Canon tends to underexpose by roughly a third of a stop compared to Nikon and without EC one is generally better exposing to the right to capture the most information though there are times for bracketing and situations to do what the author describes. The more difficult question is balancing the optimal Tv, ISO, DR, etc. against noise, motion artifact, etc. in real time.

Tim Gallo's picture

In my experience Canon looses details shadows very easily... also some contrasty lens they have, so its better to overexpose just a little bit to get details in shadows. Highlights is not a problem with 1 or 2 stops this days. But I just finished teaching my assistant retouching who uses Canon we compared few shots in studio in same conditions with Nikon, and again Canon looked like it looses shadows details almost immediately if underexposed, Nikon has no such problems. but than again there is a factor of lenses... so the general advice is to get the exposure right. Over-exposing or under-exposing is a myth for some reason persistent in the internet...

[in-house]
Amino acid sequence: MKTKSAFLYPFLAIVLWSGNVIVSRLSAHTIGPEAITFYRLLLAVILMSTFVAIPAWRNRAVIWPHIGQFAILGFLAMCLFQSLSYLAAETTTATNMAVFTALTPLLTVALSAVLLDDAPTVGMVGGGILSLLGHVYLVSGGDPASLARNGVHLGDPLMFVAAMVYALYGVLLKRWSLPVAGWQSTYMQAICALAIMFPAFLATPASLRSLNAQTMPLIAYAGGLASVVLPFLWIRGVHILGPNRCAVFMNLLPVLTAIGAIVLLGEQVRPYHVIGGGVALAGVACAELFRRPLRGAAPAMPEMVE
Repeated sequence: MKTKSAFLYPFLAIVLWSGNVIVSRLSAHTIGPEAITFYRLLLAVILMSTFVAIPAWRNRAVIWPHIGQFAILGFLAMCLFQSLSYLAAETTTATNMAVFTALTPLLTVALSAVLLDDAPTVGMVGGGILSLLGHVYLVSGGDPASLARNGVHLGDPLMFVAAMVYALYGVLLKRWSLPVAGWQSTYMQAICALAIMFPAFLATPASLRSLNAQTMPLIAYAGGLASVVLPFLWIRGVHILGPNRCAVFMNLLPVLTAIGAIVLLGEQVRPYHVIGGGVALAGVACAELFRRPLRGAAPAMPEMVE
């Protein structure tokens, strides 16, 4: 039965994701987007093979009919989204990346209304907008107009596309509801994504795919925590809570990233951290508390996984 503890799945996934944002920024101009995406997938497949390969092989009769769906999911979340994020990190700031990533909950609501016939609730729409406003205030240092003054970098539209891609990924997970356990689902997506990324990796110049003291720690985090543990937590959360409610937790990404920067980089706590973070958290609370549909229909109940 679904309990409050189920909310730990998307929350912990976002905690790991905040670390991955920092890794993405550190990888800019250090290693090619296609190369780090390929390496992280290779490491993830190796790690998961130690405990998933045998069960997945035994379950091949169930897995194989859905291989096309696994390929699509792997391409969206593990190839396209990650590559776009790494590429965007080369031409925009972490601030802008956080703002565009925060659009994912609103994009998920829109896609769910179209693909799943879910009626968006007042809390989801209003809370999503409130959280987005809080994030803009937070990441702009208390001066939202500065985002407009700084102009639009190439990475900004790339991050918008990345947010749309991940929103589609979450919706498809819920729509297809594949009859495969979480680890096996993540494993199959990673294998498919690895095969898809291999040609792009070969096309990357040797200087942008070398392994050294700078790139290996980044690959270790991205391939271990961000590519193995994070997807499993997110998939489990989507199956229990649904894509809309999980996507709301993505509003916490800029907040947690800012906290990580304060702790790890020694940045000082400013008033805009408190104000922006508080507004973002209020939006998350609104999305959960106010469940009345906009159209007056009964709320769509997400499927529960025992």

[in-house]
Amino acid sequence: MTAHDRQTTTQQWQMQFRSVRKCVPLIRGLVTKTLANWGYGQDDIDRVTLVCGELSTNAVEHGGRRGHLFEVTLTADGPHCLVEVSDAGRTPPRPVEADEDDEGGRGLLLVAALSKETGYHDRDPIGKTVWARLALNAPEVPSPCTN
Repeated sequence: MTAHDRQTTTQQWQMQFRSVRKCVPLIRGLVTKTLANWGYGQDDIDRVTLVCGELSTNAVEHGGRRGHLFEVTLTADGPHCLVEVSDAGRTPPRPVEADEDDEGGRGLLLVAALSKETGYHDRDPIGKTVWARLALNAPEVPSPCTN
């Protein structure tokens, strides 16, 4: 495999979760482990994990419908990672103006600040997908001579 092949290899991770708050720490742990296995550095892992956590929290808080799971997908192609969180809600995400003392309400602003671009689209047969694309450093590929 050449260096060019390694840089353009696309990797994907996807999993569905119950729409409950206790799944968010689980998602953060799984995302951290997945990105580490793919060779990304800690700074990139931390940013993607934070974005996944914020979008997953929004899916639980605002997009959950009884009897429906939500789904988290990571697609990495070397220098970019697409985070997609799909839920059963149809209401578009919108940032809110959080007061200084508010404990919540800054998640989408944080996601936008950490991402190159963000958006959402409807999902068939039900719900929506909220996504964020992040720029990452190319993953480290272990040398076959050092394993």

Wasim Ahmad's picture

I found this to be true for previous generations of Canons, but 5D4/1DX2 and newer seem to hold the shadows much better than they did in the past, at least for me.

When I shot d800 years ago I would crank up shutter speed in exteme low-light situations to capture action and was able to crank up the exposure back in Lightroom or Capture One due to the dynamic range of that sensor. I preferred to have an "underexposed" image than to have a properly exposed image that has way too much motion blur due to low shutter speed.